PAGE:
Though neither artist has come out explaining the specifics of why they’re withholding their songs for the candidate, it is clear — and on moral grounds, justifiable — that they are actively trying to dissociate their image with Trump’s. Others, including Miley Cyrus, Shakira, Meek Mill and John Legend, have simply contributed to the growing voice of dissent by expressing their moral opposition on social media.
Considering the Trump camp’s penchant for hatefulness and physical aggression, it’s clear to see how those voicing their stance against Trump do not see their actions as a motive to sway public opinion, but rather as a means to express their own ideologies. And even those who disagree with these artists and celebrities speaking out against Trump should understand the hypocrisy of condemning the publicness of these statements, especially given how much of a platform U.S. press is giving Trump.
Social media analytics company Crimson Hexagon looked at some of the media’s biggest players, including CNN, The Washington Post, Politico and Fox News, and found that Donald Trump has generated the second highest amount of positive media coverage over the past year and a half of election coverage. Despite Trump’s hostile words and policies, the viral nature of his words helps gloss over what the presidential candidate is really proposing.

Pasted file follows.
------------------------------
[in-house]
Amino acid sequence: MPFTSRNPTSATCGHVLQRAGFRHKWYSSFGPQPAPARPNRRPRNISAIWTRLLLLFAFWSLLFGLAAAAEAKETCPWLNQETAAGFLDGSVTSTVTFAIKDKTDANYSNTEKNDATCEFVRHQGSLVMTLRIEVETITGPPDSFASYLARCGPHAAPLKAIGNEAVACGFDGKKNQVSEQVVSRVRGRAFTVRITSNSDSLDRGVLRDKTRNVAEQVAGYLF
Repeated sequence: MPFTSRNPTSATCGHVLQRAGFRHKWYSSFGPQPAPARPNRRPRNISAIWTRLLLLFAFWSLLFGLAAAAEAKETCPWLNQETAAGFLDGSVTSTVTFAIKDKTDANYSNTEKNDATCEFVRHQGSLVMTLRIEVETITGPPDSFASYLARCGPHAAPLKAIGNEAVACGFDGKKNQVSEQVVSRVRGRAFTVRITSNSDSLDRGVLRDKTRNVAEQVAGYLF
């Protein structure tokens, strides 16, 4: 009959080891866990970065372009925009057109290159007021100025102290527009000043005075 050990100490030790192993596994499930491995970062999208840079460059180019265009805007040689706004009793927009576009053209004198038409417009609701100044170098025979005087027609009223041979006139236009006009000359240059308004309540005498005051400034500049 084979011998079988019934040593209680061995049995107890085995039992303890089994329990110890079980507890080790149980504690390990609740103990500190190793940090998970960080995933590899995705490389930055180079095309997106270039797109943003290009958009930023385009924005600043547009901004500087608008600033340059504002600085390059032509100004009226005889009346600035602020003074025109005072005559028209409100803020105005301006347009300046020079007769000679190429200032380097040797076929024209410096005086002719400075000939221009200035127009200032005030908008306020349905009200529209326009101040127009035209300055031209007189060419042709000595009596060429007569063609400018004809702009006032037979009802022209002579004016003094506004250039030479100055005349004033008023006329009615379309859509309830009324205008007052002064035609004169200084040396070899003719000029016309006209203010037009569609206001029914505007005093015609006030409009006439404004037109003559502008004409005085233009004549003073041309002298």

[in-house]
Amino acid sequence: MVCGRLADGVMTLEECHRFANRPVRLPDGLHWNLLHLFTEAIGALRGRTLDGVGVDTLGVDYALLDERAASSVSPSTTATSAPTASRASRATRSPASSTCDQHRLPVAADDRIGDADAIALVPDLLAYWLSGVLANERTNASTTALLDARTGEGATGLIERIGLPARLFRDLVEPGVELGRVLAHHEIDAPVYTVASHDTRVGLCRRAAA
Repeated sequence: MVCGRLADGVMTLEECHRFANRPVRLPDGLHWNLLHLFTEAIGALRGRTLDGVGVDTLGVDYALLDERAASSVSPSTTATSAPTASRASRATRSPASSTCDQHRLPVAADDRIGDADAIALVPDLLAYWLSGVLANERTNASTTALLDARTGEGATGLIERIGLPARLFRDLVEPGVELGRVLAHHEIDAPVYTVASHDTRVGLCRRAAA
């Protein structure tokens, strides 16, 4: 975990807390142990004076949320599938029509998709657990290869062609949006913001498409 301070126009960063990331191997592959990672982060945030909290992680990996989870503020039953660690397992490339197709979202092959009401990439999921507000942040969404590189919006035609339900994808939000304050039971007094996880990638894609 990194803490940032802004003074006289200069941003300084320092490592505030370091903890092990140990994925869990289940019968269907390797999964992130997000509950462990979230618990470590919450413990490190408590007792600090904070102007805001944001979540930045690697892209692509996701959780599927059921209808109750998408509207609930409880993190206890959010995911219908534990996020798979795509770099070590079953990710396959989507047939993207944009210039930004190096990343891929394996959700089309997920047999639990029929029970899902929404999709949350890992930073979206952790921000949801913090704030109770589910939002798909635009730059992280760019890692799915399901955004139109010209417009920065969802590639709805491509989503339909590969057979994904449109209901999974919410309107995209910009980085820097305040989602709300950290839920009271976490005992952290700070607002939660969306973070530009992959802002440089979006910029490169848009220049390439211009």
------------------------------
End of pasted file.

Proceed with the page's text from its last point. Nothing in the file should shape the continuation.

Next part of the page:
Lynn Greenky, an assistant professor of communication and rhetorical studies at SU’s College of Visual and Performing Arts, said Trump’s celebrity status is essential to this blindsiding.
“The rise of Donald Trump’s popularity is in no small part due to his celebrity,” said Greenky in an email. “His celebrity seems to work to obfuscate his lack of policy credentials and his startling lack of understanding of constitutional restraints on executive power.”
Greenky’s position is one that is a recurring theme in Trump critique, especially from those public figures who can see through Trump’s rhetorical, attention-seeking strategies and will not remain silent about them. It’s poignant that Demi Lovato’s tweet urging voters not to elect a candidate — Trump — due to his celebrity status comes full circle with the collective open letter from hundreds of writers denouncing Trump because, “neither wealth nor celebrity qualifies anyone to speak for the United States, to lead its military, to maintain its alliances, or to represent its people.”
Though Trump appears to be getting more attention overall, it’s the critical celebrity thinkers who truly deserve it because they are using their visibility wisely to shed light on Trump’s disrespectful ideologies. Until American politics decides that the path to White House should not be paved with a red carpet, we cannot criticize those artists who use their celebrity to advance their own political agenda.
Moving ahead into November, the public and U.S. media should afford the same respect and admiration to anti-Trump celebrities that they extend to Trump himself.
Chandler Dunn is a senior magazine journalism major, and history and political science dual minor. Her column appears biweekly. She can be reached at firstname.lastname@example.org and followed on Twitter @ccrdunn.
Published on June 11, 2016 at 10:25 pm